From the Vault...


David Palmer & The Royal Philharmonic Orchestra
"Music Of Pink Floyd Orchestral Maneuvers"

© RCA Victor Records

track listing
  • Run Like Hell
  • Another Brick
    In The Wall Part 1
  • Goodbye Blue Sky
  • Money
  • Hey You
  • Wish You Were Here
  • On The Turning Away
  • Shine On You
    Crazy Diamond
    (Parts 1-5)
  • When The Tigers
    Broke Free/

  • WSVNRadio Archives
    A B C D E F G H I J K L M
    N O P Q R S T U V W X Y Z

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    David Palmer & The Royal Philharmonic Orchestra
    "Music Of Pink Floyd Orchestral Maneuvers"

    Imagine you're waiting in line at your bank; you notice soothing music (Muzak) playing in the background. Suddenly, a familiar piece of music is recognized. You realize... It's a Pink Floyd song, but it's not by Pink Floyd.

    Many albums feature tribute releases, where popular artists record an artist or group's well-known songs, almost closely to the originals. And then there's other albums featuring well-known tunes of famous groups/artists, done in a very different musical style. David Palmer & The Royal Philharmonic Orchestra devote their orchestral style to the music of Pink Floyd -- Orchestral Maneuvers, released in 1989. Mostly instrumental, there are only 3 songs that features vocals, supplied by Stephanie De-Sykes, Clare Torry, Miriam Stockley, Tony Burrows, Carl Wayne, and Ian Hurt.

    "Run Like Hell" (originally from The Wall) has a lot of energy. The orchestration is incredible, and yet it has no vocals, there are some synthesizers accompanying what would be the main verses. The medley "Another Brick In The Wall Part 1/The Happiest Days Of Our Lives/Another Brick In The Wall Part 2" (also from The Wall), has a mystery sound (great for movie soundtrack music) for "Part 1", and imagine "The Happiest Days Of Our Lives" as 100% Classical. "Part 2" has great guitar work that stands out.

    "Goodbye Blue Sky" (from The Wall) has vocals, and this one is much different than that of Pink Floyd: It's New Age music, and can also be compared to Yanni. "Money" (from Dark Side Of The Moon) has a mystery behind it when it first starts out, as the orchestration is truly outstanding. This one has no vocals, and doesn't need it. You could imagine hearing a full-size orchestra band during a football game's halftime, but much better.

    "Hey You" -- The orchestration is another beautiful one. It closely relates to the original, yet the main verses are handled by the guitar and full orchestra. (Again, no vocals here, it it not needed.) And, it could also be categorized as New Age/Yanni music.

    The horns and full orchestra handles the main verses on "Wish You Were Here." And, like other songs with no vocals, the orchestration is truly exceptional. "On The Turning Away" (originally from A Momentary Lapse Of Reason) has vocals, yet whomever the singer was, his is a lot rougher than David Gilmour's.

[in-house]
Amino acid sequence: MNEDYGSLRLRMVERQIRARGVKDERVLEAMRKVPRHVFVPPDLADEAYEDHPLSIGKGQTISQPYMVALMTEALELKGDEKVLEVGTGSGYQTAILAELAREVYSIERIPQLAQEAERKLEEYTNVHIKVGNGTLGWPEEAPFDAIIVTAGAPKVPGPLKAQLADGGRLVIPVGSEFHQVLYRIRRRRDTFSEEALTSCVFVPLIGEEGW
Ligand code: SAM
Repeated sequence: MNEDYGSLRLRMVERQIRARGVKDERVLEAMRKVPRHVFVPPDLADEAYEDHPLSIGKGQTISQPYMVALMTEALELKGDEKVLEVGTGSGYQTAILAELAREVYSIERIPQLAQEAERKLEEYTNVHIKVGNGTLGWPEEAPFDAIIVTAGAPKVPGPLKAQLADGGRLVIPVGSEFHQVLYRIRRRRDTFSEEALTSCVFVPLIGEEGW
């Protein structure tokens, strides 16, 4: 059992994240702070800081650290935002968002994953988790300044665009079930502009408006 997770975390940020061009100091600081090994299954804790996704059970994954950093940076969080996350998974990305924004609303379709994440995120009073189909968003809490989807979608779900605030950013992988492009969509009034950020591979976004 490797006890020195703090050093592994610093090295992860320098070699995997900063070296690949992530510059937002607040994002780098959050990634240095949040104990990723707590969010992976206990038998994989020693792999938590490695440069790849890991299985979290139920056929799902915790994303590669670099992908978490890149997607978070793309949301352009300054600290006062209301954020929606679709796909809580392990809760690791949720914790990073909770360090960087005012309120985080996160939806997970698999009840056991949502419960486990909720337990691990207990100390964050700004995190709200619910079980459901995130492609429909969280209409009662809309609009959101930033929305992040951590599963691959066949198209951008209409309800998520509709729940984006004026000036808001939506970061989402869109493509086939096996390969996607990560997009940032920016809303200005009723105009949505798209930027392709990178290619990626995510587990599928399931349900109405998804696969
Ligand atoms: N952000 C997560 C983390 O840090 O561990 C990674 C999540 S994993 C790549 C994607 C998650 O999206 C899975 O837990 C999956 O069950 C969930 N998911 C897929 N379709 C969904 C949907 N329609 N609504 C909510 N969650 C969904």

One of the most classic Pink Floyd songs is "Shine On You Crazy Diamond" (originally from Wish You Were Here). This one features the saxophone in its intro, and is definitely considered a new age jazz piece. As the song gets further, it features yet another great instrumentation orchestral ensemble. The saxophone is the key instrument throughout.

    Vocals are featured on "When The Tigers Broke Free/Eclipse." It's the same singer as heard on "On The Turning Away" on this album, and is well-done, despite the singer's voice is roughly edged.

    David Palmer & The Royal Philharmonic Orchestra's Music Of Pink Floyd: Orchestral Maneuvers is a different approach for the common Pink Floyd fan. The orchestration is outstanding and exceptional, where the instrumentals are the stand outs, with the full orchestra. A touch of Classical, and New Age music is heard on this release, and it will perk the Pink Floyd fan, in hearing their music displayed in a different atmosphere.

    UPDATE: In 2003, Palmer came out as transsexual and intersex, changing her name to Dee. Palmer was born with genital ambiguity, assigned female at birth, and underwent several surgeries, the last in her late twenties. Palmer said her gender dysphoria had been a part of her life since she'd been young, and that the dysphoria "started to reassert itself again" in the year following the death of her wife Maggie in 1995.

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    Previous Review: #751
    Neil Young--Comes A Time
    Next Review: #753